AlertFor the health of our community and patients, we are providing COVID-19 testing at no cost for those exhibiting symptoms of the virus or for those who have been exposed to someone with COVID-19. For more information and to schedule a test, please visit to schedule a lab test.

Prevea Health

Nutrition tips for post-concussion


It is common to have decreased appetite post-concussion due to nausea, headaches and/or dizziness. Below are some general tips to help with recovery.

First 24 hours to 1 week
  • Due to possible decreased in appetite, make sure to consider the following tips:
    • Try not to skip meals.
    • Consume smaller meals more frequently rather than three large meals.
    • The brain needs more energy to heal; aim for power snacks like smoothies, trail mix of dried fruits and nuts, berries and whole-grains.
    • Keep hydrated; water is key! Purchase drinks that are favorites and push fluids often.
    • Include enough protein in the diet to promote brain healing.

1 week to 1 month
  • Continue the tips from above and keep eating some brain super foods:
    • Fatty fish high in Omega 3's: examples include salmon (Alaskan if available), sardines, anchovies, mackerel and Caviar.
    • Leafy dark greens are super foods for the brain because they are chocked-full of fiber, minerals and vitamins: examples include kale, spinach and Swiss chard.
    • Dark cherries and berries (blackberries, strawberries, raspberries, blueberries, mulberries and gojiberries) are known to help impact memory as we age. They also contain glucose, the brain's favorite choice for fuel.

1 month and after
  • Eat a variety of nutrient dense foods (whole grains, 7 to 9 servings of fruits and vegetables, lean proteins and healthy fats (oils, avocado seeds and nuts).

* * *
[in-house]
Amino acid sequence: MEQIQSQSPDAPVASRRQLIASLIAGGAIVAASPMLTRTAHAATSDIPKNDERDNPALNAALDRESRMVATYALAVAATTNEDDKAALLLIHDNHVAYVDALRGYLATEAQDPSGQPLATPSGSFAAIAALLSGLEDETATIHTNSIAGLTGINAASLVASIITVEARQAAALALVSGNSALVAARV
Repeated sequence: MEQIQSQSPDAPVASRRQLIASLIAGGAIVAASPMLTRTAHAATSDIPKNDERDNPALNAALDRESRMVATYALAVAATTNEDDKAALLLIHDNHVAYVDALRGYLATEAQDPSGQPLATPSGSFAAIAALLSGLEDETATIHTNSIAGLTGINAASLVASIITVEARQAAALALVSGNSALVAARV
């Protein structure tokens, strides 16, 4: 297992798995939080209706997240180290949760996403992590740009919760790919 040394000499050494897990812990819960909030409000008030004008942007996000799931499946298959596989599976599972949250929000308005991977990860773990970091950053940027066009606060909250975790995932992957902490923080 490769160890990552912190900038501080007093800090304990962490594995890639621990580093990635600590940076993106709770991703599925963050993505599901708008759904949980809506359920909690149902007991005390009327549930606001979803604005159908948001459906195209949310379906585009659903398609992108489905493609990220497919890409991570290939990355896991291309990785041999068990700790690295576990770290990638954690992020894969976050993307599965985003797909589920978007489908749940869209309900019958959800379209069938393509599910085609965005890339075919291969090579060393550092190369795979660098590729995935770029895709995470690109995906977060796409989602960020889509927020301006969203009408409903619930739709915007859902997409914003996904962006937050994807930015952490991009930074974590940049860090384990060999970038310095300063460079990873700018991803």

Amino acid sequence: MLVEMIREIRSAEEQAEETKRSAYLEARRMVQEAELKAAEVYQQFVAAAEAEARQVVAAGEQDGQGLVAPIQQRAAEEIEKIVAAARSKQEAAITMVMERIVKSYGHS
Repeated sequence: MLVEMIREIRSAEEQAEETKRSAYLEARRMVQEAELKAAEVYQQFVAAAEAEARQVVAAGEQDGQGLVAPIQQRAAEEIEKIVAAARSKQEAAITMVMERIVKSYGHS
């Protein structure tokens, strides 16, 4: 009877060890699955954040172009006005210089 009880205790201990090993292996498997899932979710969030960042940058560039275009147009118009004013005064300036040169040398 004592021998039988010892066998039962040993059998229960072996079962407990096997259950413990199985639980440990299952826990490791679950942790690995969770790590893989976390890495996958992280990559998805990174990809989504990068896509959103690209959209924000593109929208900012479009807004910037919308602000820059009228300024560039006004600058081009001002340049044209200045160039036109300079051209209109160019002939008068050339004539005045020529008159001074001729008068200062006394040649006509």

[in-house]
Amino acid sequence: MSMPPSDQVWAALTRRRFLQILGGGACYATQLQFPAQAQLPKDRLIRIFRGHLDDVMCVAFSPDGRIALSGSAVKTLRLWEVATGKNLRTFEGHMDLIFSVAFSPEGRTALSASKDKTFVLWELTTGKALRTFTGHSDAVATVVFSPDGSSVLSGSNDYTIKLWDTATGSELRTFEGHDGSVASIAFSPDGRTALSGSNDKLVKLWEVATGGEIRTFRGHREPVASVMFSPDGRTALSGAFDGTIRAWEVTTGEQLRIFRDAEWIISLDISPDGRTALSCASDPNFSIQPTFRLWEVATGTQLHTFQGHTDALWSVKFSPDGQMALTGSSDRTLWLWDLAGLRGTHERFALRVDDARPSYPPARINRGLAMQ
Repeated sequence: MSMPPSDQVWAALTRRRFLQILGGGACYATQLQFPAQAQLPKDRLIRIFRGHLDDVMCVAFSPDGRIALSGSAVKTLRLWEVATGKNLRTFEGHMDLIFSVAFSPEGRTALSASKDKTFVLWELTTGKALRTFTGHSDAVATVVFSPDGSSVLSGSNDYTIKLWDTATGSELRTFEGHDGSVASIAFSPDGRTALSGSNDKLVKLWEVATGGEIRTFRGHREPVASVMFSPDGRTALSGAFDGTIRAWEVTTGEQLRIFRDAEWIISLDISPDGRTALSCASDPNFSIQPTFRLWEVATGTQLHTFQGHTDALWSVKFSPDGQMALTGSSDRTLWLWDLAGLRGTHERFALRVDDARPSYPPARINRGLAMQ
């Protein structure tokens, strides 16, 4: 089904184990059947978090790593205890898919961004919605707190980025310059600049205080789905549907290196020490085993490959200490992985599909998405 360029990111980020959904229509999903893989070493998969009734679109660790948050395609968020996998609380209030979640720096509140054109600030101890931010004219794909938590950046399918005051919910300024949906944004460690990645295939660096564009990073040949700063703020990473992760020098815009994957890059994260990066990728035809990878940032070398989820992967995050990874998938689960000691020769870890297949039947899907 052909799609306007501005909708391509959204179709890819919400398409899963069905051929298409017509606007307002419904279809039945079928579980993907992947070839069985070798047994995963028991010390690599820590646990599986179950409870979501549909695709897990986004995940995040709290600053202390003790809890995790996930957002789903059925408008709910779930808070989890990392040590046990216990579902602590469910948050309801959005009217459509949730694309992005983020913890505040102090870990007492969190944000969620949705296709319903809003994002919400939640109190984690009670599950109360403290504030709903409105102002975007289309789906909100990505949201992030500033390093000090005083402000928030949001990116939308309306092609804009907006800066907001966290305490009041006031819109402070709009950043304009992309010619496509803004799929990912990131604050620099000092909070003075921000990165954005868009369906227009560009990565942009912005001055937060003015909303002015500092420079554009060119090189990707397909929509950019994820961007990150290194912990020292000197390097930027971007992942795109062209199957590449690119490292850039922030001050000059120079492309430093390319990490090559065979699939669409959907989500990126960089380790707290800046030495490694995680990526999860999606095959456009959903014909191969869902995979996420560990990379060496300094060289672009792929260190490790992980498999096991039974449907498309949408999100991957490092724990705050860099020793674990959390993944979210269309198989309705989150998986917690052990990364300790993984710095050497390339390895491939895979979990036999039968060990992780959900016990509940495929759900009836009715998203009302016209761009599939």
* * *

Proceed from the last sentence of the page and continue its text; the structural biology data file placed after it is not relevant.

• Hydrate with primarily water and no more than 2 cups of caffeinated coffee a day (if a caffeine user). Avoid soda.
  • Do not skip meals as skipping meals causes blood sugar spikes.
  • If you are experiencing headaches and are hydrating well, keep a food journal of the foods you ate and the timing of headaches. The headaches could be triggered from a specific food or foods your body is not tolerating.

  • Sources of protein: eggs, bacon, chicken, peanut and nut butters, Greek yogurt, turkey, fish and seafood. For additional sources of protein and the amounts specific foods contain, please go here.
  • The brain needs protein to help reduce the inflammatory response post-concussion. Follow the chart below to know how much protein you should consume per day.
Body Weight Protein Needs
100 lbs. 46-68g
150 lbs. 68-102g
200 lbs. 91-136g
250 lbs. 114-171g
300 lbs. 136-250g

Additional supplements
  • Fish oil: 1000 to 1200 mg 1 x daily
    • It is believed the omega-3 fatty acids found in fish oil can reduce the neural inflammation induced by the concussion injury. Once the swelling starts to shrink considerably, regeneration can happen so the neurochemical messengers can communicate. 
  • Magnesium: 250 mg 2 x's daily
    • With having a concussion, you do not want to be deficient in magnesium. It is beneficial to eat foods high in magnesium or at the very least, take a magnesium supplement. Ideally, you can get sufficient amounts of magnesium and other minerals from food, but research strongly shows that 40 percent of Americans are deficient in magnesium.
    • Food sources of magnesium include green leafy vegetables, figs, avocados, bananas, raspberries, nuts, seeds, legumes, black beans, chickpeas, kidney beans, peas, broccoli, cabbage, green beans, artichokes, asparagus, brussel sprouts, salmon and mackerel tuna.
  • Riboflavin: 400 mg 1 x daily
    • Type and severity of headaches vary widely among concussion patients. Two supplements in particular, magnesium and vitamin B2 (riboflavin) appear to help relieve chronic post-concussion headaches.